The television was an old box tv, a Zenith, with a little green digital readout showing which channel you were watching. Suddenly the tv switched to a channel with only the snowstorm visible. That’s what we called it when we were young, when you changed channels and lost reception, suddenly assaulted by that horrible static noise and those flickering black and white dots or “snow,” as lots of us called it. It always seemed to be so friggin’ loud, and that’s what I remember thinking when the channel changed. I jumped up, scrambling to find the remote I must have sat upon, not wanting to wake anyone upstairs. But I hadn’t sat on it. There it was right next to me. I turned the volume down, and looked at the screen, puzzled.
“Damn thing must be going bad,” I told myself. And I tried switching it back to my sports program.
I sat back down and continued to watch for another minute or so before it happened again. This time I noticed the green numbers changing before the channel switched.
9 (pause) 9
Again, the tv erupted into static as the channel switched to 99. There were only two digits available on that machine, this being well before cable went over 100. Again, I turned down the volume. No one was awake, and we didn’t have a second remote that would have allowed for a practical joke. A tinge of fear prickled down my back, but I shrugged it away.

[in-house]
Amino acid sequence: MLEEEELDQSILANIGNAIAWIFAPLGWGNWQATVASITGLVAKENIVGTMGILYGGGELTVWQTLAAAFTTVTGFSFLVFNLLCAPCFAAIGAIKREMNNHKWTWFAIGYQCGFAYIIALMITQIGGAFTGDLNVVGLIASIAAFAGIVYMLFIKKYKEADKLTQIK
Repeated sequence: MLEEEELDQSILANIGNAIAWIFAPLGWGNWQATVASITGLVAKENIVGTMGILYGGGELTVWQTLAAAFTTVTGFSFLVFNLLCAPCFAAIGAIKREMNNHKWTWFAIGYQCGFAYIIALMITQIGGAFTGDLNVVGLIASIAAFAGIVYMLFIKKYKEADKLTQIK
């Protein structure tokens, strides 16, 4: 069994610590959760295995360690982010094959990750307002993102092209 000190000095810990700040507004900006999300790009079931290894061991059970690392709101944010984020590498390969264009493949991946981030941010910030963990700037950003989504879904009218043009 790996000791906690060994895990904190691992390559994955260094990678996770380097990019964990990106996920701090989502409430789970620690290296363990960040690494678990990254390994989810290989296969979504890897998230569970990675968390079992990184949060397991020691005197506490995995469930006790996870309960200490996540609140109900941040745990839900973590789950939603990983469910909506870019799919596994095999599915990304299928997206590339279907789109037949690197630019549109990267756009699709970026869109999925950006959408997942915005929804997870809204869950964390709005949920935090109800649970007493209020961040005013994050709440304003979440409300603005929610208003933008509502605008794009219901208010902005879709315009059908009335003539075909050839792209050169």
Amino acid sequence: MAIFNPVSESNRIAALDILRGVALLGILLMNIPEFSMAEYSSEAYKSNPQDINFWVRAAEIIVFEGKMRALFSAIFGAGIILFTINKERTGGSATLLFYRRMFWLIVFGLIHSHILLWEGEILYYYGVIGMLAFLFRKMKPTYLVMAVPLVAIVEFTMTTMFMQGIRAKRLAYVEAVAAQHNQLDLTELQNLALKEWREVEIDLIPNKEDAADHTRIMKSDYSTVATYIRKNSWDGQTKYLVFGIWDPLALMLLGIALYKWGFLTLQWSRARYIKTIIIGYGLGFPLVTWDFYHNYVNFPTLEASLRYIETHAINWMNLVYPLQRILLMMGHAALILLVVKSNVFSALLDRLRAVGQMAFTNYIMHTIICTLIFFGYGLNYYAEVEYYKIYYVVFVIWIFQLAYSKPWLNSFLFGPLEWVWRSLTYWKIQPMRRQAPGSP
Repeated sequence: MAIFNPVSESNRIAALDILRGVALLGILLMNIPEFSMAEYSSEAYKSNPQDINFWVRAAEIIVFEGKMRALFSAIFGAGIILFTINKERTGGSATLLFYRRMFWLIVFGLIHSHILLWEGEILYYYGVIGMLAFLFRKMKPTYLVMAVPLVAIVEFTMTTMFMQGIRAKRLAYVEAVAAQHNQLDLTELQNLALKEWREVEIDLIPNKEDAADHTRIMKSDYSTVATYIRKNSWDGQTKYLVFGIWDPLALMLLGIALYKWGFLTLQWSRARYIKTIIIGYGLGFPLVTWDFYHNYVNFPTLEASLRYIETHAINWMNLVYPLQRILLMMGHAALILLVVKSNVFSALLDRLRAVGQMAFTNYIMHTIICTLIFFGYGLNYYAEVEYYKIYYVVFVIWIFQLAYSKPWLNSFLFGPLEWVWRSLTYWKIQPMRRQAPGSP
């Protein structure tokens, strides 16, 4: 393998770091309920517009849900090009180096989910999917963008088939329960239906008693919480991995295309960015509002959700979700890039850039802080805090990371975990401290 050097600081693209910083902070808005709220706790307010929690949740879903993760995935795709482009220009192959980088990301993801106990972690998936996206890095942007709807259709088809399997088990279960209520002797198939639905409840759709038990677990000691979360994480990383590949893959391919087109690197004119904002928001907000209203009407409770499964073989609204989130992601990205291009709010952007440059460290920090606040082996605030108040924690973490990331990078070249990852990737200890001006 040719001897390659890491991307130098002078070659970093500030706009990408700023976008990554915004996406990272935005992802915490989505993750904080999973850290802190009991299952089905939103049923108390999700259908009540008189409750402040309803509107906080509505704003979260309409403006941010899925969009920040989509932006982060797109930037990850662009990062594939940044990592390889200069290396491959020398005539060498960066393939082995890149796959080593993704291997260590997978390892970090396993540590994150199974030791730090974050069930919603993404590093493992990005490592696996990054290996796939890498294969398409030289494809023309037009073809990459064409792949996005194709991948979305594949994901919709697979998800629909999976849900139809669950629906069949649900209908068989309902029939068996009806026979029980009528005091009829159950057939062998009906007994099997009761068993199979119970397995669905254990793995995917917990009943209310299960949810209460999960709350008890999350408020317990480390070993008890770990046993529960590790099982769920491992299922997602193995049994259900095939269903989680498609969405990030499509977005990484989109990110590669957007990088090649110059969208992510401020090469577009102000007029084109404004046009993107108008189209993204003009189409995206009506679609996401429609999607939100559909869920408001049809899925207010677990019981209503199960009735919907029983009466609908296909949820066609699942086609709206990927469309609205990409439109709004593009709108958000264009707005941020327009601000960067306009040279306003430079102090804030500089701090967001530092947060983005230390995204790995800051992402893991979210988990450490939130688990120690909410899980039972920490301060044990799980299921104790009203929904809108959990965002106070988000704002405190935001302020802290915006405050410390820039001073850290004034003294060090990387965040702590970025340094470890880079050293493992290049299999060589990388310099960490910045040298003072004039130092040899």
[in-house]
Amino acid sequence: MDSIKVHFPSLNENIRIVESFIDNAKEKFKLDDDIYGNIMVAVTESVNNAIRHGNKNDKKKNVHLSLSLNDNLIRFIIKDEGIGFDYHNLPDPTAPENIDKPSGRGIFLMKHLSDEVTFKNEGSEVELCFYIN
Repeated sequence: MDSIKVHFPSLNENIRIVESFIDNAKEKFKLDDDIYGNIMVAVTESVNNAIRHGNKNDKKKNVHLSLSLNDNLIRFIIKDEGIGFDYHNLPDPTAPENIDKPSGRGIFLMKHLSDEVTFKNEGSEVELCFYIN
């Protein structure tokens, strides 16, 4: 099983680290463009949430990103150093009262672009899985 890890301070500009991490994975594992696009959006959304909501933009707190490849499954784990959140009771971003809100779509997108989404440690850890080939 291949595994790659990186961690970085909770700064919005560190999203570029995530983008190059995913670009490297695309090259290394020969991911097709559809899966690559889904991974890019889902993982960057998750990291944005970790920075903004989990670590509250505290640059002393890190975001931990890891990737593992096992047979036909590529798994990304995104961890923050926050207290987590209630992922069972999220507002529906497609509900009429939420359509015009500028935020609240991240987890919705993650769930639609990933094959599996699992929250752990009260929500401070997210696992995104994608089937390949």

I was, however, sitting up straight now. I turned the channel back to my sports program again, and waited.
I finally exhaled and went back to watching the top 10 plays of the day. And then it happened again.
9 (pause) 9
Again, that crackling blizzard screen appeared, and I mashed the volume button. This time, however, something else happened, too.
It started a countdown.
99 (pause) 98 (pause) 97 (pause) 96…
The numbers started dropping about a second or two between each change.
92 (pause) 91 (pause) 90…
My stomach clenched, and I started arguing with myself. The tv had obviously gone berserk. It was old anyway. There went my late night tv watching.
81 (pause) 80 (pause) 79…
Part of me thought about just turning the thing off and making my way upstairs, but I was frozen to my seat, whether I liked it or not.
65 (pause) 64 (pause) 63…
By the time it hit 50, I was torn. Part of me really wanted to see what happened when it hit 0. Honestly, I was amused. Just like I am by scary movies in general. The other part of me just wanted to get the hell out of there. Is that when “it” would get me?